The Transmedia Panel Talks Media Options at NAB – Part 2
Filmmakers Notebook brings you Part 2 with the speakers on the “Transmedia: Telling the Story Through Narrative Content, Games and Real-World Adventures” panel that was held at NAB in Las Vegas on April 11th. Moderator Henry Jenkins, who coined the term transmedia and is a professor of communication, journalism and cinematic arts at USC, was joined on the dais by Danny Bilson, EVP at Core Games, THQ; Jeff Gomez, transmedia producer and CEO of Starlight Runner Entertainment; Gale Anne Hurd, producer (“The Walking Dead,” “The Terminator,” “Aliens”); Tim Kring, multiplatform storyteller (“Conspiracy for Good,” “Heroes”) and Kim Moses, executive producer/director/writer, Sander/Moses Productions/Slam (“Ghost Whisperer”).
According to Danny Bilson, Executive VP at THQ, the game business is a great hub for transmedia. He said that 10 years ago games supported the arts and wasn’t treated as a core business, but now it is a substantial marketing piece perfect for building partnerships, making a point of stating that THQ doesn’t license their properties when being developed for this purpose. He stressed that creativity is key since stories shouldn’t be repeated when extending them across platforms and the top criteria should be giving the fans what they want. Another point that was made is that somebody involved in any project being produced has to maintain ownership of all transmedia and make sure it stays true to the story.
Panelist Tim Kring is certainly no stranger to the world of transmedia either, admitting that he learned everything about transitioning from traditional television to multiple platforms while producing “Heroes.” “That particular desire to reach an audience is what led to the whole idea,” he told us adding “’Heroes’ was about the message of interconnectivity.” From there he went on to his next project in London “Conspiracy for Good”, which created a narrative that rolled out into the real world using multi user online gaming and social networking. An example of good social benefit storytelling, 130 people worked for 18 months on the project, which was created on a Nokia Cell Phone and was underwritten by the company. The show’s success led to it being responsible for building five libraries, donating 10,000 books and awarding scholarships at a school for girls. Kring even started a Twitter account for the corporate villain in the piece Blackwell Briggs, which Karl Rove followed.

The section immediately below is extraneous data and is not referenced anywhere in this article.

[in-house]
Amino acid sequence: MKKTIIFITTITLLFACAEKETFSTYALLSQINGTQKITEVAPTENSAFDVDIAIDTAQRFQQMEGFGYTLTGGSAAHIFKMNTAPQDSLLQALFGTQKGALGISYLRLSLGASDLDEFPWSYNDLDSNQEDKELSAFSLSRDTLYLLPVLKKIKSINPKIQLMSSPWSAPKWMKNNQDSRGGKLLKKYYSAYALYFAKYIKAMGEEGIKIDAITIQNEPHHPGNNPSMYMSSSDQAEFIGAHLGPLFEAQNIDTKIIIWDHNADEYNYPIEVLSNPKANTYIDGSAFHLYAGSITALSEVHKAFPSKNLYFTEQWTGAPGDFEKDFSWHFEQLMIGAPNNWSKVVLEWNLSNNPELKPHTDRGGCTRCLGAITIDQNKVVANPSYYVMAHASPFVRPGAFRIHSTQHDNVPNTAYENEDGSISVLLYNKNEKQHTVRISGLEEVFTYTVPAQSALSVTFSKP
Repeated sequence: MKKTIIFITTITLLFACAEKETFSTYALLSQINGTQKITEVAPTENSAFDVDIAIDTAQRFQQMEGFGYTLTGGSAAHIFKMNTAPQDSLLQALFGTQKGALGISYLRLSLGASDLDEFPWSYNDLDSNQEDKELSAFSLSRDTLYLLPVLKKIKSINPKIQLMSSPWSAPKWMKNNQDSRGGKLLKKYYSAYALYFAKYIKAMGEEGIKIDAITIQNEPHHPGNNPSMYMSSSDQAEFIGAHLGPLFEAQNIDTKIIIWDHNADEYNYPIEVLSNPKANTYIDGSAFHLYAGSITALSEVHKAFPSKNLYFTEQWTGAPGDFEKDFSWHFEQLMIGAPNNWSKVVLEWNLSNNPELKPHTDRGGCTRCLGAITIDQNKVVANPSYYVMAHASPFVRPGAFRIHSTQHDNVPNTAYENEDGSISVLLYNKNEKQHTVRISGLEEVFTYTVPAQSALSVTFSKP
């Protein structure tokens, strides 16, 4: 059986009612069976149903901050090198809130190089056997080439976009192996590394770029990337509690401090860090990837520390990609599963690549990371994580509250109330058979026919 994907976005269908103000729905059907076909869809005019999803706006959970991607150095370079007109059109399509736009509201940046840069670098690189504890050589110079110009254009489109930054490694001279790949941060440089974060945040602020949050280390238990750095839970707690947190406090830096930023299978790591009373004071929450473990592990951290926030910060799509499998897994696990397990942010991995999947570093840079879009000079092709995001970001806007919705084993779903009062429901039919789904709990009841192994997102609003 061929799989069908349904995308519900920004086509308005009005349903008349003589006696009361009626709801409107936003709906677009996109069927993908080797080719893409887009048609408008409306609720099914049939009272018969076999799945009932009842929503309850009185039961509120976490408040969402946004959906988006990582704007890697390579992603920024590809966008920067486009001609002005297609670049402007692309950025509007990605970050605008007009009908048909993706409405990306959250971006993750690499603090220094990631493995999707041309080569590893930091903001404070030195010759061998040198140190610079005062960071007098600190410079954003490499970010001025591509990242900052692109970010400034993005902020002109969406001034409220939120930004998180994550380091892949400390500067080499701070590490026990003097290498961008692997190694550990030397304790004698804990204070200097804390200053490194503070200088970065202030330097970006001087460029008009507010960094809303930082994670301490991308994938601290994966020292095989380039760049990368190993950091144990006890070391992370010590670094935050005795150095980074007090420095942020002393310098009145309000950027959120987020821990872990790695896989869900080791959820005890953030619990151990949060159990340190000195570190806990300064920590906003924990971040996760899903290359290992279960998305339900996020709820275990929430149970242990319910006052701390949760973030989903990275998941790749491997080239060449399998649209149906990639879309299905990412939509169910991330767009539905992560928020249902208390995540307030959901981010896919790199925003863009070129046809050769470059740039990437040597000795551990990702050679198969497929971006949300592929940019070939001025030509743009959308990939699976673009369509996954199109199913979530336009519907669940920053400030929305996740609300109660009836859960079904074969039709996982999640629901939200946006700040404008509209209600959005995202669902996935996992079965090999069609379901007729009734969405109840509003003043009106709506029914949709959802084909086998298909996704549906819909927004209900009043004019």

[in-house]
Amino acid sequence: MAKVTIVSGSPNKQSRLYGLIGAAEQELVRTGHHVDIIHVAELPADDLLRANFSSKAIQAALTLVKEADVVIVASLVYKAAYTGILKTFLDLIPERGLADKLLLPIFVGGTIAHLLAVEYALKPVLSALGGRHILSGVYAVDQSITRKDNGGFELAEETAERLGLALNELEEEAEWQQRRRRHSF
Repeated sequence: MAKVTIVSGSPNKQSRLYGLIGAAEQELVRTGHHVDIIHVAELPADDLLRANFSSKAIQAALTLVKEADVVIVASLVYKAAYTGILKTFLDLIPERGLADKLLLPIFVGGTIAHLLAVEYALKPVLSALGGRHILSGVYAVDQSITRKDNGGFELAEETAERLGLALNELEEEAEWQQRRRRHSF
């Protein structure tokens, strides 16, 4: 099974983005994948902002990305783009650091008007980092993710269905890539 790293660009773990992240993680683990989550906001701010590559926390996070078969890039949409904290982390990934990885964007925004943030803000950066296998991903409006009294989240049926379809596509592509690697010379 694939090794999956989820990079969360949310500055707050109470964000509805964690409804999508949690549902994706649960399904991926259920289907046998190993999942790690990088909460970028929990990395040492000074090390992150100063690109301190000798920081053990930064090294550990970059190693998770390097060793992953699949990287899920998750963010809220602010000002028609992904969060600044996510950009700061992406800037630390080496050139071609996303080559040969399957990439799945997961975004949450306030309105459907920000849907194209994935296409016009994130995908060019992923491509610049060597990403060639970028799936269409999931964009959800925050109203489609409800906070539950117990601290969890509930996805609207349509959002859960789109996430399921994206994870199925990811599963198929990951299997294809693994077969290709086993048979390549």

The panel agreed that transmedia is tied to a new model of audience engagement that will shape new ways in which stories are told requiring a need to respond in various ways for participation. All transmedia pieces are driven by what is cool from the perspective of the fans and not with a focus on revenue. They believe that the job of storytellers is to find where people are and to bring them together. With the success of shows like “Glee” audiences are never not connected and a virtual cycle screen is being created on the wall and in the viewer’s head making it a pervasive experience, so that these devices are being used to bridge content as well as to entertain.
Gale said that “The Walking Dead” was launched globally in 130 countries within a one week period because the producers understood that once something is out there it’s going to be pirated and available around the world. The fans weren’t going to wait and the producers were fortunate enough to have Fox International Television come on board early making the quick launch possible even before they knew that the six episodes of the new show would be successful in the U.S. as well as around the world.